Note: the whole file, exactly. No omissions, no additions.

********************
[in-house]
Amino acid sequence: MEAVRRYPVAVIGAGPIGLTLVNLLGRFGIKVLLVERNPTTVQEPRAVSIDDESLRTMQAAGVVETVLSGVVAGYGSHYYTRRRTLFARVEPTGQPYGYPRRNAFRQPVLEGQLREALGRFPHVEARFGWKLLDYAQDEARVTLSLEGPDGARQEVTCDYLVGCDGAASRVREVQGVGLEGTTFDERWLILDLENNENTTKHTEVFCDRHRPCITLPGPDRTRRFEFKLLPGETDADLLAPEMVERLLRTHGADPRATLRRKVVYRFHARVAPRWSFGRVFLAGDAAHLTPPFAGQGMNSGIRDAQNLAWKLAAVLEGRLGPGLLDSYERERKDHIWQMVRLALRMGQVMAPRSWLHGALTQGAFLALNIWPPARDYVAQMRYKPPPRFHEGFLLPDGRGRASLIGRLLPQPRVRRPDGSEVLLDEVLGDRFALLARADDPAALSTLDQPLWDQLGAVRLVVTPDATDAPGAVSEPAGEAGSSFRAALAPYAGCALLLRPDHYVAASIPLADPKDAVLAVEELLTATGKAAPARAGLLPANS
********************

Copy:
[in-house]
Amino acid sequence: MEAVRRYPVAVIGAGPIGLTLVNLLGRFGIKVLLVERNPTTVQEPRAVSIDDESLRTMQAAGVVETVLSGVVAGYGSHYYTRRRTLFARVEPTGQPYGYPRRNAFRQPVLEGQLREALGRFPHVEARFGWKLLDYAQDEARVTLSLEGPDGARQEVTCDYLVGCDGAASRVREVQGVGLEGTTFDERWLILDLENNENTTKHTEVFCDRHRPCITLPGPDRTRRFEFKLLPGETDADLLAPEMVERLLRTHGADPRATLRRKVVYRFHARVAPRWSFGRVFLAGDAAHLTPPFAGQGMNSGIRDAQNLAWKLAAVLEGRLGPGLLDSYERERKDHIWQMVRLALRMGQVMAPRSWLHGALTQGAFLALNIWPPARDYVAQMRYKPPPRFHEGFLLPDGRGRASLIGRLLPQPRVRRPDGSEVLLDEVLGDRFALLARADDPAALSTLDQPLWDQLGAVRLVVTPDATDAPGAVSEPAGEAGSSFRAALAPYAGCALLLRPDHYVAASIPLADPKDAVLAVEELLTATGKAAPARAGLLPANS